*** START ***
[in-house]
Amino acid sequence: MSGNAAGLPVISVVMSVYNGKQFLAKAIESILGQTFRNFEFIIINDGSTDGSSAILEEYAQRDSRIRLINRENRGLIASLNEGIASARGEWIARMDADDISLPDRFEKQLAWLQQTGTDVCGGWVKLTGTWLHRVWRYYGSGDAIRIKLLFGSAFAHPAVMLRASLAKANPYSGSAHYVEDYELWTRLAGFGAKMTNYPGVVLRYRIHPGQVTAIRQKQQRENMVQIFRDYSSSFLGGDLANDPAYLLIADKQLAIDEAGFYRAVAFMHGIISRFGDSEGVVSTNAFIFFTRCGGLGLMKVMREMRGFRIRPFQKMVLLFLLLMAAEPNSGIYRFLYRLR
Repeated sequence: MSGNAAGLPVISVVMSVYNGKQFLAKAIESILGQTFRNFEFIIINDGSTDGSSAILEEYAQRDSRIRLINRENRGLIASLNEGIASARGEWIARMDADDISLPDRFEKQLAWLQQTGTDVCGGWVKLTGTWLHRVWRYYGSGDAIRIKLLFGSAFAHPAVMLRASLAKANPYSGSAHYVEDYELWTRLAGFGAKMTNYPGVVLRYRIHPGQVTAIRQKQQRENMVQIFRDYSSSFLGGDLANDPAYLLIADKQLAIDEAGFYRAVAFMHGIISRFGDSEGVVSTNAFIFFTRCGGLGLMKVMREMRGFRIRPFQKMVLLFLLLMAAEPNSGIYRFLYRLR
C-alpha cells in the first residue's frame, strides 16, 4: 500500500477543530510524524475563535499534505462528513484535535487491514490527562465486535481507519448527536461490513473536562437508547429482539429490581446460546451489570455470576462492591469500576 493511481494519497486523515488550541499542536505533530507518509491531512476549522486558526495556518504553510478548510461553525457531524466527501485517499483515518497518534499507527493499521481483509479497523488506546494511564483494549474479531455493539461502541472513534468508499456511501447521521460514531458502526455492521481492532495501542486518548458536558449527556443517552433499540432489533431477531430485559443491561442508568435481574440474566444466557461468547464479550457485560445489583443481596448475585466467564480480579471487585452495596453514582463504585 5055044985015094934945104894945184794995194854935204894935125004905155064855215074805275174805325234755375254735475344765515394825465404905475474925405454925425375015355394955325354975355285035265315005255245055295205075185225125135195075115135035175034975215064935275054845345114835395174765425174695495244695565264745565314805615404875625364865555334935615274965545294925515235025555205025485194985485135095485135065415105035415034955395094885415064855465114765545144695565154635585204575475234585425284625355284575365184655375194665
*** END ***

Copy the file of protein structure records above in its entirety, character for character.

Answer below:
[in-house]
Amino acid sequence: MSGNAAGLPVISVVMSVYNGKQFLAKAIESILGQTFRNFEFIIINDGSTDGSSAILEEYAQRDSRIRLINRENRGLIASLNEGIASARGEWIARMDADDISLPDRFEKQLAWLQQTGTDVCGGWVKLTGTWLHRVWRYYGSGDAIRIKLLFGSAFAHPAVMLRASLAKANPYSGSAHYVEDYELWTRLAGFGAKMTNYPGVVLRYRIHPGQVTAIRQKQQRENMVQIFRDYSSSFLGGDLANDPAYLLIADKQLAIDEAGFYRAVAFMHGIISRFGDSEGVVSTNAFIFFTRCGGLGLMKVMREMRGFRIRPFQKMVLLFLLLMAAEPNSGIYRFLYRLR
Repeated sequence: MSGNAAGLPVISVVMSVYNGKQFLAKAIESILGQTFRNFEFIIINDGSTDGSSAILEEYAQRDSRIRLINRENRGLIASLNEGIASARGEWIARMDADDISLPDRFEKQLAWLQQTGTDVCGGWVKLTGTWLHRVWRYYGSGDAIRIKLLFGSAFAHPAVMLRASLAKANPYSGSAHYVEDYELWTRLAGFGAKMTNYPGVVLRYRIHPGQVTAIRQKQQRENMVQIFRDYSSSFLGGDLANDPAYLLIADKQLAIDEAGFYRAVAFMHGIISRFGDSEGVVSTNAFIFFTRCGGLGLMKVMREMRGFRIRPFQKMVLLFLLLMAAEPNSGIYRFLYRLR
C-alpha cells in the first residue's frame, strides 16, 4: 500500500477543530510524524475563535499534505462528513484535535487491514490527562465486535481507519448527536461490513473536562437508547429482539429490581446460546451489570455470576462492591469500576 493511481494519497486523515488550541499542536505533530507518509491531512476549522486558526495556518504553510478548510461553525457531524466527501485517499483515518497518534499507527493499521481483509479497523488506546494511564483494549474479531455493539461502541472513534468508499456511501447521521460514531458502526455492521481492532495501542486518548458536558449527556443517552433499540432489533431477531430485559443491561442508568435481574440474566444466557461468547464479550457485560445489583443481596448475585466467564480480579471487585452495596453514582463504585 5055044985015094934945104894945184794995194854935204894935125004905155064855215074805275174805325234755375254735475344765515394825465404905475474925405454925425375015355394955325354975355285035265315005255245055295205075185225125135195075115135035175034975215064935275054845345114835395174765425174695495244695565264745565314805615404875625364865555334935615274965545294925515235025555205025485194985485135095485135065415105035415034955395094885415064855465114765545144695565154635585204575475234585425284625355284575365184655375194665